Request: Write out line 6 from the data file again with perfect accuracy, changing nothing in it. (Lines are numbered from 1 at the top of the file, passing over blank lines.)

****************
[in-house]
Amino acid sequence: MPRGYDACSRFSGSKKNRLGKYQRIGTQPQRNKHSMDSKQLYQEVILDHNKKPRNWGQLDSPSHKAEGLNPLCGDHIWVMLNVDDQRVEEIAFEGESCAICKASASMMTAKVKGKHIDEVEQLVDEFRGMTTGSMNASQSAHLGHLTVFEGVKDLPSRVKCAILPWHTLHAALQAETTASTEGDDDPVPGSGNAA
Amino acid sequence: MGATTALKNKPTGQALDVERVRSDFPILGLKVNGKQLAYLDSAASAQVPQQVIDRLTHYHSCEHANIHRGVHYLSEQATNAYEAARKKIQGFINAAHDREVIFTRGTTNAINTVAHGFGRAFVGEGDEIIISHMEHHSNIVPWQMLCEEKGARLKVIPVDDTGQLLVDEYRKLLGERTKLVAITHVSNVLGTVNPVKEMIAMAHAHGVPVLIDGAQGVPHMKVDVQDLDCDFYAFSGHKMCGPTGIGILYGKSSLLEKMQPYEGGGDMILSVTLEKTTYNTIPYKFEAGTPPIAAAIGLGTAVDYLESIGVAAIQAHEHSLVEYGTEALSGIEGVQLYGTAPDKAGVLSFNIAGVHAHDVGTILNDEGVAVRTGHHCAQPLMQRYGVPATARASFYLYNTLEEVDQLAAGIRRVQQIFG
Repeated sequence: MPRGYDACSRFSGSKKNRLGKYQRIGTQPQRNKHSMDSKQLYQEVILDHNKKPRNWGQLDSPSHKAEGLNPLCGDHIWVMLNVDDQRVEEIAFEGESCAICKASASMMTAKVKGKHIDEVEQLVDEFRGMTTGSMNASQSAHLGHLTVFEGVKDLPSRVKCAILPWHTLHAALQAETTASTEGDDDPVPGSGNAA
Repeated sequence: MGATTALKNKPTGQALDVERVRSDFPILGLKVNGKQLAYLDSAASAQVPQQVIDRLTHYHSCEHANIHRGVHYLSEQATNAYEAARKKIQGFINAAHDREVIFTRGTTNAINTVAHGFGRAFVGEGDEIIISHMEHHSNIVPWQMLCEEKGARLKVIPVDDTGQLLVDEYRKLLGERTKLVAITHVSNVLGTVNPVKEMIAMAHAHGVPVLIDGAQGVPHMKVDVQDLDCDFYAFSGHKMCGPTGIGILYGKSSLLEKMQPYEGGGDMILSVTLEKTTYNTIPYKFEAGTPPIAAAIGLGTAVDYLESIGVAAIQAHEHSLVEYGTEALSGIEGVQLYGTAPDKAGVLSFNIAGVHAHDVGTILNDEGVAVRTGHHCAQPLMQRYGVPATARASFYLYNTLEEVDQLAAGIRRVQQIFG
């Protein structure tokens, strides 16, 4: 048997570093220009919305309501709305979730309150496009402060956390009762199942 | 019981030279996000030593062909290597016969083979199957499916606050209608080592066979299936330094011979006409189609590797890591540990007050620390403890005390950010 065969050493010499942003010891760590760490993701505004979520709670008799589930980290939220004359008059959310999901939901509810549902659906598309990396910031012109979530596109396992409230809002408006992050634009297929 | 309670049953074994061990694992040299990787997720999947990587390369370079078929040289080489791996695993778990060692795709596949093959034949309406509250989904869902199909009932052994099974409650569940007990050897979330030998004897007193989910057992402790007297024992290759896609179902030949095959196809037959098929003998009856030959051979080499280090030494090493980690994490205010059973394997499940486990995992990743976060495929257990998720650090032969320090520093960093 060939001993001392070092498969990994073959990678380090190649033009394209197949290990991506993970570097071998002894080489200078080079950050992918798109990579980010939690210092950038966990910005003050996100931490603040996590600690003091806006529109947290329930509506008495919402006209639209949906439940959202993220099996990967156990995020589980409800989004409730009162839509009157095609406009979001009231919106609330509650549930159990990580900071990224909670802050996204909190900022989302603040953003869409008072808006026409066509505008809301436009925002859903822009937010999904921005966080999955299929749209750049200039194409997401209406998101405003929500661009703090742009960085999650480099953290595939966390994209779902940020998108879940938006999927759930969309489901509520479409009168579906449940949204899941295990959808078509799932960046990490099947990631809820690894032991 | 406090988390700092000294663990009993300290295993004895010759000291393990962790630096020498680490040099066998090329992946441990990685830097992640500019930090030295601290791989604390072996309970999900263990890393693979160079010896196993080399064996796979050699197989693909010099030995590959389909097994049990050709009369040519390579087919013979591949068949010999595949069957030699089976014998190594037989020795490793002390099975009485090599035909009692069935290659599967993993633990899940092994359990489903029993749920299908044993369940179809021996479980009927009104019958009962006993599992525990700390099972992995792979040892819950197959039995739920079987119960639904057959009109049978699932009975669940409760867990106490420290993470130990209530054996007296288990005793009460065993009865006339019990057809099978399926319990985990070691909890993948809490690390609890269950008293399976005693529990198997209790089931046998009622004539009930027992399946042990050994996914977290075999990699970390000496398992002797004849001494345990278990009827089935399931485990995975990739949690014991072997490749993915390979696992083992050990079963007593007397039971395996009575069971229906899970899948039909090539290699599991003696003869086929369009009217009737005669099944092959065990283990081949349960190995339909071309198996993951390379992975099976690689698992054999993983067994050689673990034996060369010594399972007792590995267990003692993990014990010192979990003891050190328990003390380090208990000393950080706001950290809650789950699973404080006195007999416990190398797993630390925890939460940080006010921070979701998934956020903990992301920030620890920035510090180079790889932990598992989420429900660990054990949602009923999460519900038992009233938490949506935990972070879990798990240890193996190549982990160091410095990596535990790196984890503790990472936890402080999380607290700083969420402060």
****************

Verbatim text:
């Protein structure tokens, strides 16, 4: 048997570093220009919305309501709305979730309150496009402060956390009762199942 | 019981030279996000030593062909290597016969083979199957499916606050209608080592066979299936330094011979006409189609590797890591540990007050620390403890005390950010 065969050493010499942003010891760590760490993701505004979520709670008799589930980290939220004359008059959310999901939901509810549902659906598309990396910031012109979530596109396992409230809002408006992050634009297929 | 309670049953074994061990694992040299990787997720999947990587390369370079078929040289080489791996695993778990060692795709596949093959034949309406509250989904869902199909009932052994099974409650569940007990050897979330030998004897007193989910057992402790007297024992290759896609179902030949095959196809037959098929003998009856030959051979080499280090030494090493980690994490205010059973394997499940486990995992990743976060495929257990998720650090032969320090520093960093 060939001993001392070092498969990994073959990678380090190649033009394209197949290990991506993970570097071998002894080489200078080079950050992918798109990579980010939690210092950038966990910005003050996100931490603040996590600690003091806006529109947290329930509506008495919402006209639209949906439940959202993220099996990967156990995020589980409800989004409730009162839509009157095609406009979001009231919106609330509650549930159990990580900071990224909670802050996204909190900022989302603040953003869409008072808006026409066509505008809301436009925002859903822009937010999904921005966080999955299929749209750049200039194409997401209406998101405003929500661009703090742009960085999650480099953290595939966390994209779902940020998108879940938006999927759930969309489901509520479409009168579906449940949204899941295990959808078509799932960046990490099947990631809820690894032991 | 406090988390700092000294663990009993300290295993004895010759000291393990962790630096020498680490040099066998090329992946441990990685830097992640500019930090030295601290791989604390072996309970999900263990890393693979160079010896196993080399064996796979050699197989693909010099030995590959389909097994049990050709009369040519390579087919013979591949068949010999595949069957030699089976014998190594037989020795490793002390099975009485090599035909009692069935290659599967993993633990899940092994359990489903029993749920299908044993369940179809021996479980009927009104019958009962006993599992525990700390099972992995792979040892819950197959039995739920079987119960639904057959009109049978699932009975669940409760867990106490420290993470130990209530054996007296288990005793009460065993009865006339019990057809099978399926319990985990070691909890993948809490690390609890269950008293399976005693529990198997209790089931046998009622004539009930027992399946042990050994996914977290075999990699970390000496398992002797004849001494345990278990009827089935399931485990995975990739949690014991072997490749993915390979696992083992050990079963007593007397039971395996009575069971229906899970899948039909090539290699599991003696003869086929369009009217009737005669099944092959065990283990081949349960190995339909071309198996993951390379992975099976690689698992054999993983067994050689673990034996060369010594399972007792590995267990003692993990014990010192979990003891050190328990003390380090208990000393950080706001950290809650789950699973404080006195007999416990190398797993630390925890939460940080006010921070979701998934956020903990992301920030620890920035510090180079790889932990598992989420429900660990054990949602009923999460519900038992009233938490949506935990972070879990798990240890193996190549982990160091410095990596535990790196984890503790990472936890402080999380607290700083969420402060």